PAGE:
This topic guide will help you work with the Cuban Missile Crisis. The guide is mainly intended for use in English class, but it may also be relevant for other school subjects such as History or Social Studies.
The guide is designed to give you a good overview of these 13 intense days of diplomatic tension between the US and the Soviet Union. You can also find specific suggestions for texts to use as reference points, as well as ideas for further thematic perspectives.
One of the most dangerous aspects of the Cold War between the US and the Soviet Union was the ever-present risk of nuclear war. The Soviet Union gained access to nuclear weapons soon after the Second World War (the US already had them), and both superpowers began to build their arsenals while testing more and more advanced warheads, coupled with more and more far-reaching missiles.
In 1960 the Soviet Union entered a trade agreement with Cuba, which had recently been taken over by Fidel Castro following the Cuban Revolution. The agreement led to a closer relationship between the Soviets and Cuba, which the US regarded as a very alarming development, since Cuba is dangerously close to the southern coasts of America.
In 1962 the Soviet leader Nikita Khrushchev began a secret project focused on creating hidden missile facilities in Cuba. The facilities remained hidden for a while, but were eventually photographed by an American spy plane. The news of the secret facilities was brought to the US President John F. Kennedy on October 16th - the first day of the Cuban Missile Crisis.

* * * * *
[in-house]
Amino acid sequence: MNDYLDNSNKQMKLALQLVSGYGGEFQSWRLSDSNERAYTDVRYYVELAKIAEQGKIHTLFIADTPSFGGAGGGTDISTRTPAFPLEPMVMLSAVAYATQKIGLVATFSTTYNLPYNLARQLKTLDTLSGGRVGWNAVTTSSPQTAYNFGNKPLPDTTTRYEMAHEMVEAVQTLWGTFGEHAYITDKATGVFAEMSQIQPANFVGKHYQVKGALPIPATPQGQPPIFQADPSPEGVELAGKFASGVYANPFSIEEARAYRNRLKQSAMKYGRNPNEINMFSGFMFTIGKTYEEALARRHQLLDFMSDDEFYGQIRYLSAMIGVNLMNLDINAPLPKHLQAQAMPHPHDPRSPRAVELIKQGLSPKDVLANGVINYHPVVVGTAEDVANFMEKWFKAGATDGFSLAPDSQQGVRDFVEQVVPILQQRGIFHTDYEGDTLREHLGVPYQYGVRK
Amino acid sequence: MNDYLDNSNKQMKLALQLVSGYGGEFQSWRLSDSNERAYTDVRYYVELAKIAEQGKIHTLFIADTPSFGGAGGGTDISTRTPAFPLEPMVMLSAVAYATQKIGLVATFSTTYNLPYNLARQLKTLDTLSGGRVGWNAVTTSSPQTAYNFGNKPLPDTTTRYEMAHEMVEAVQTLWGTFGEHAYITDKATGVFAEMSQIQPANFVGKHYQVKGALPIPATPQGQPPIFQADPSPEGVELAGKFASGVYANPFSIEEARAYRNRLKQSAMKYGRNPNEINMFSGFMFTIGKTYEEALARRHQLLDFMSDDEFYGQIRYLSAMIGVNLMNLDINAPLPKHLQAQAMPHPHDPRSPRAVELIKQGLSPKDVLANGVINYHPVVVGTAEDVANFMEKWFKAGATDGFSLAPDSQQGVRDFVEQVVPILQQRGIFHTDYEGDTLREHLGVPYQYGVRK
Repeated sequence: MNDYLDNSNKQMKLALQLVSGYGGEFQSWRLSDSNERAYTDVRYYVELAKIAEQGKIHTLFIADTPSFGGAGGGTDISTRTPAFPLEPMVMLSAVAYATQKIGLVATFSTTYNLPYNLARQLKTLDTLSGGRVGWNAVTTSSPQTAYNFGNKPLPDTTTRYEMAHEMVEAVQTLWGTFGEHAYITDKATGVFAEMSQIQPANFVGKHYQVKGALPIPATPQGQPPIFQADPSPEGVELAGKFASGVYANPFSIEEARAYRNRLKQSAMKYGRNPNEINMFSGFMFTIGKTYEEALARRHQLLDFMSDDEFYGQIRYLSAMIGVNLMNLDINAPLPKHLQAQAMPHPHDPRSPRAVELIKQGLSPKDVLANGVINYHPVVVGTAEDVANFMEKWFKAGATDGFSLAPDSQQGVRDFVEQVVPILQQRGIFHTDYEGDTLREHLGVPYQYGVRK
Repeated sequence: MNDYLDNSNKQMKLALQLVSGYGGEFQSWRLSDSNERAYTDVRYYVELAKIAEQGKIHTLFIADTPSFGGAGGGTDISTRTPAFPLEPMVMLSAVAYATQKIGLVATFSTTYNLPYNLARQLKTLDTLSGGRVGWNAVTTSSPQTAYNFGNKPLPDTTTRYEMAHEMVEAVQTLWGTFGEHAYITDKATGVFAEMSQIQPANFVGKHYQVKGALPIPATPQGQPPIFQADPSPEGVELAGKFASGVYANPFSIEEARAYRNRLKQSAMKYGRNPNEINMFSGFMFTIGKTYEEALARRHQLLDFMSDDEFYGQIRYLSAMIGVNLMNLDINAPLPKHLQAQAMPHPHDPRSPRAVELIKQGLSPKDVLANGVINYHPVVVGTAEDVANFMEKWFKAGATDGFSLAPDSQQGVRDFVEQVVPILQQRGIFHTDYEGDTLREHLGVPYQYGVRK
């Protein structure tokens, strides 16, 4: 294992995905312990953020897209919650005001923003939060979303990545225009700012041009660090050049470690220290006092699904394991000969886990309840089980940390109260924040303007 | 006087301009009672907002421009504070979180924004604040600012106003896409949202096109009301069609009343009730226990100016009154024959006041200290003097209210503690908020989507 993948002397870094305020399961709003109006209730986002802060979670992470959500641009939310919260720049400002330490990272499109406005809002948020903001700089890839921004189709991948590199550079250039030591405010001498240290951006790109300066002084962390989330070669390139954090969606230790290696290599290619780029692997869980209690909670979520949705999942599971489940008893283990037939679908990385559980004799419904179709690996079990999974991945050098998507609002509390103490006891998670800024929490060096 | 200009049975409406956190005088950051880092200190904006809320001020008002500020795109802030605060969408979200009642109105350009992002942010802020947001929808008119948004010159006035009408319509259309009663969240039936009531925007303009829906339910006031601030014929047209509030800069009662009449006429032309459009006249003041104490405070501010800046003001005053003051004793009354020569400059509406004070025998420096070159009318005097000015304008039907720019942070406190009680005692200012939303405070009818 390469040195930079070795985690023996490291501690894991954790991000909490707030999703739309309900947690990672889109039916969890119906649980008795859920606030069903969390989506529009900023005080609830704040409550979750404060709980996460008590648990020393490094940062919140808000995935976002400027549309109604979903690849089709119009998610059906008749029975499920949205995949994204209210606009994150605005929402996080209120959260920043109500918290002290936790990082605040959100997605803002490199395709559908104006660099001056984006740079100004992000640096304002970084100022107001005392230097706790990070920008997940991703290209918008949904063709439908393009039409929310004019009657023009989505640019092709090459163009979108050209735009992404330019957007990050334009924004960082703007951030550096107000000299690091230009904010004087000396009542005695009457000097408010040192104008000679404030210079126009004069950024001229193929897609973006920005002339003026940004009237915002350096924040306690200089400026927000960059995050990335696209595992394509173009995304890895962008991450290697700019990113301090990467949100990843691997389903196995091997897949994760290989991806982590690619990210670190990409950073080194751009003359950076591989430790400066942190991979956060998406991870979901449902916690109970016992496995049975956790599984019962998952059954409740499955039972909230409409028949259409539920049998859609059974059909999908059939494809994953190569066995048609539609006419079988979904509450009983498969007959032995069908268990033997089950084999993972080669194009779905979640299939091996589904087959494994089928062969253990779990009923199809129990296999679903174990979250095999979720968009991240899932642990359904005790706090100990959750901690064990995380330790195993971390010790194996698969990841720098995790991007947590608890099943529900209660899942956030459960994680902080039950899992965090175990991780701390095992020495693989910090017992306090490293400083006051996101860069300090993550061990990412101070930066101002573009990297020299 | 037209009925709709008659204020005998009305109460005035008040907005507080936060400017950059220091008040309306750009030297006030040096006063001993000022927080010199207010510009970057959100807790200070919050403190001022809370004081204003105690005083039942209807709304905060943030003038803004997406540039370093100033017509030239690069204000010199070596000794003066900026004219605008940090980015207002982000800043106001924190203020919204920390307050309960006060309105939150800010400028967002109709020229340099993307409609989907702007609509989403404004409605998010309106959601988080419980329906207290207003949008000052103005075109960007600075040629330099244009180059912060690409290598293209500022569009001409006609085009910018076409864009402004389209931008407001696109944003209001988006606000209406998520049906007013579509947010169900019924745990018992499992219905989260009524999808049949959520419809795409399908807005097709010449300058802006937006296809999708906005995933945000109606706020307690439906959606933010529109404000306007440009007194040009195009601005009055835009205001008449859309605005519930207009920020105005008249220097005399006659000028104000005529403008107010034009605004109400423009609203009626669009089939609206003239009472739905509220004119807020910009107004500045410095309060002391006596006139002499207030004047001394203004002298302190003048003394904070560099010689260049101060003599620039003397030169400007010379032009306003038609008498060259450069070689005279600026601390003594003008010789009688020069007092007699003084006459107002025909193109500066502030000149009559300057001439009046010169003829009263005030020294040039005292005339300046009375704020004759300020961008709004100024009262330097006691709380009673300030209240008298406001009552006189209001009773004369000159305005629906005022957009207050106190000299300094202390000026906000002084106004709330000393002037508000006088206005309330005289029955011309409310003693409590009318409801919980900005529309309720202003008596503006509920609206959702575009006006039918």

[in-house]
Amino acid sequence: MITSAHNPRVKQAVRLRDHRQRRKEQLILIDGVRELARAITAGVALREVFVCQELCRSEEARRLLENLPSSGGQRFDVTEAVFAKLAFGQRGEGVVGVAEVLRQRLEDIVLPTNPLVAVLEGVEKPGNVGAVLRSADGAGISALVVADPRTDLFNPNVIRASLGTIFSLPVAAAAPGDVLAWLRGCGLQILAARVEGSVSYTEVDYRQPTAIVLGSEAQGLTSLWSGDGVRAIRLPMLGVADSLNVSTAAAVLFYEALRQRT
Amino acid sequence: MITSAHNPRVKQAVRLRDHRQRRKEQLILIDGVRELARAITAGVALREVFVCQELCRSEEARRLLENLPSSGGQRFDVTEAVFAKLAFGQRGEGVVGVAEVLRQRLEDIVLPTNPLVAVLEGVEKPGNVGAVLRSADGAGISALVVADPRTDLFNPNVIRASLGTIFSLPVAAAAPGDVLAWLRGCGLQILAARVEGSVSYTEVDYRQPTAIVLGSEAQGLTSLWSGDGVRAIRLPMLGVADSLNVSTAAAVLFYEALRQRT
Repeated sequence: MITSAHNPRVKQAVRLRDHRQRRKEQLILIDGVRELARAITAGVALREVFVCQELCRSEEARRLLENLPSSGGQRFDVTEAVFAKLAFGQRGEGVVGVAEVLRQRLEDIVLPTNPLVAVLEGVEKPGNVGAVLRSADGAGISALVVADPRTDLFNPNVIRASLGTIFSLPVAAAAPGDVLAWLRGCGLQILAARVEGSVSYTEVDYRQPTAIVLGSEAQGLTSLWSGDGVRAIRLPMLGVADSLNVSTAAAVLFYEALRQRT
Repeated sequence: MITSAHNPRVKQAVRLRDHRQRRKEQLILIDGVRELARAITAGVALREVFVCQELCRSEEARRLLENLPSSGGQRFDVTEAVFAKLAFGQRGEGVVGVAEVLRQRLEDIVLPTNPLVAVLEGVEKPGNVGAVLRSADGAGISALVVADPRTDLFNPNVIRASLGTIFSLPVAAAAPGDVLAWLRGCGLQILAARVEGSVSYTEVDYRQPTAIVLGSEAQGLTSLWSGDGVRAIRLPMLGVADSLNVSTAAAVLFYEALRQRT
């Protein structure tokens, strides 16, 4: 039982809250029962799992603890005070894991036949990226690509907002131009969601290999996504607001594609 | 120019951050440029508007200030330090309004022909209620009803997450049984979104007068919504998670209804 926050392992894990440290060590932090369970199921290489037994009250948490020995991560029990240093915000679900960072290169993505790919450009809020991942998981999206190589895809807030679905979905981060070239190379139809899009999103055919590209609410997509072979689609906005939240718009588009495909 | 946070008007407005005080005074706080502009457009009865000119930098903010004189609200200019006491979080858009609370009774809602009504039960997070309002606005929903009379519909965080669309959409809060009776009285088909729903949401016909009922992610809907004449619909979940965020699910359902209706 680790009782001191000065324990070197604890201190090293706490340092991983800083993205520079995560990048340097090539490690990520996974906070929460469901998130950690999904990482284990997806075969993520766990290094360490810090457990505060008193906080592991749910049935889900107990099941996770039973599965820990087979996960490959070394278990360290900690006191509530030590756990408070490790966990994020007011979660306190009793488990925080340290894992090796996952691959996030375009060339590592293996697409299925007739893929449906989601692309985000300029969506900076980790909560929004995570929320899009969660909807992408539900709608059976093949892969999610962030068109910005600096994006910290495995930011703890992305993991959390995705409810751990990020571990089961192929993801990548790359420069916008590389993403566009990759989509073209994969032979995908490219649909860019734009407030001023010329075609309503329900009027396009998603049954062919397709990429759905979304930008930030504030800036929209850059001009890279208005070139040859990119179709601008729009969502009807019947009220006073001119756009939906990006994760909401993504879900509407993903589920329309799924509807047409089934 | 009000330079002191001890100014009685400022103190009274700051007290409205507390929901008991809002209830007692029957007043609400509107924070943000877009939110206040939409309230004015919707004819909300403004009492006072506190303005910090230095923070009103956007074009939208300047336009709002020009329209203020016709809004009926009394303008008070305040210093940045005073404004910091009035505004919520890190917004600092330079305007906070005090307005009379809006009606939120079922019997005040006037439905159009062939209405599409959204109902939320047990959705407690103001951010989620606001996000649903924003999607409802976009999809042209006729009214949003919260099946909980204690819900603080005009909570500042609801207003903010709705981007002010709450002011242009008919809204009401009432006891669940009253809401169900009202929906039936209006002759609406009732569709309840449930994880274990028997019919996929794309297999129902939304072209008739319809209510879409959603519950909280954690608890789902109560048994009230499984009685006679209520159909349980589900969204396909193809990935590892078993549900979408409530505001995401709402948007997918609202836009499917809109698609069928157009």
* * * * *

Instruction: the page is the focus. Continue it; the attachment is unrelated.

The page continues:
Kennedy's advisers believed that the only possible solution was to invade Cuba and remove Castro from power. Kennedy went against the proposal, however. In contrast to his advisers, he was convinced that the Soviets would view such an attack as a clear provocation, which would probably lead to a violent retaliation - and thereby a situation which could potentially escalate into all-out nuclear war.
The 13 days of the Cuban Missile Crisis saw a dramatic series of tense negotiations between the US and the Soviet Union, alongside military operations on both sides, preparing for the worst case outcome. Although none of the superpowers wanted the situation to end in nuclear war, the world came dangerously close to disaster on several occasions.
On October 28th, Kennedy and Khrushchev entered an agreement, where the Soviet pledge to remove their missiles from Cuba if the US pledged not to invade the island. The agreement also involved the removal of American missiles in Italy and Turkey - but that aspect of the deal remained secret for a time.
The Cuban Missile Crisis is still an intensely studied period of world history, because it came terrible close to becoming a global disaster on an almost unimaginable scale. Recently the crisis has received renewed attention, because President Trump has pulled the US out of a nuclear agreement with Iran, and has further announced that they intend to abandon one of their important nuclear agreements with Russia, which was meant to encourage mutual nuclear disarmament. This development could potentially lead to a new nuclear arms race between the US and Russia.